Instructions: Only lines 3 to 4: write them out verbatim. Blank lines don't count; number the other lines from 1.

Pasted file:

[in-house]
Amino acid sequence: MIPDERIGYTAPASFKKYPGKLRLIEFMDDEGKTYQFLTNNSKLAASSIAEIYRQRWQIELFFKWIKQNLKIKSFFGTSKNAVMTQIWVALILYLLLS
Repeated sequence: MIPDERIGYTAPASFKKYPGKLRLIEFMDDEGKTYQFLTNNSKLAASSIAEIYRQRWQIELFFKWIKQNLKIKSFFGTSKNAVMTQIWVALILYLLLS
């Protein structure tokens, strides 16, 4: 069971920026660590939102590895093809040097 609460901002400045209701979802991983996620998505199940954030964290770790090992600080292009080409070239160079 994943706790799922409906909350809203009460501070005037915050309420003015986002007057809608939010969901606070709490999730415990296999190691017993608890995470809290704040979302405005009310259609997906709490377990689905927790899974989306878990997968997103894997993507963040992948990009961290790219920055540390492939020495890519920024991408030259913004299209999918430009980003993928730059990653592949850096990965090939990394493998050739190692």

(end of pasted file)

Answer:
Repeated sequence: MIPDERIGYTAPASFKKYPGKLRLIEFMDDEGKTYQFLTNNSKLAASSIAEIYRQRWQIELFFKWIKQNLKIKSFFGTSKNAVMTQIWVALILYLLLS
């Protein structure tokens, strides 16, 4: 069971920026660590939102590895093809040097 609460901002400045209701979802991983996620998505199940954030964290770790090992600080292009080409070239160079 994943706790799922409906909350809203009460501070005037915050309420003015986002007057809608939010969901606070709490999730415990296999190691017993608890995470809290704040979302405005009310259609997906709490377990689905927790899974989306878990997968997103894997993507963040992948990009961290790219920055540390492939020495890519920024991408030259913004299209999918430009980003993928730059990653592949850096990965090939990394493998050739190692």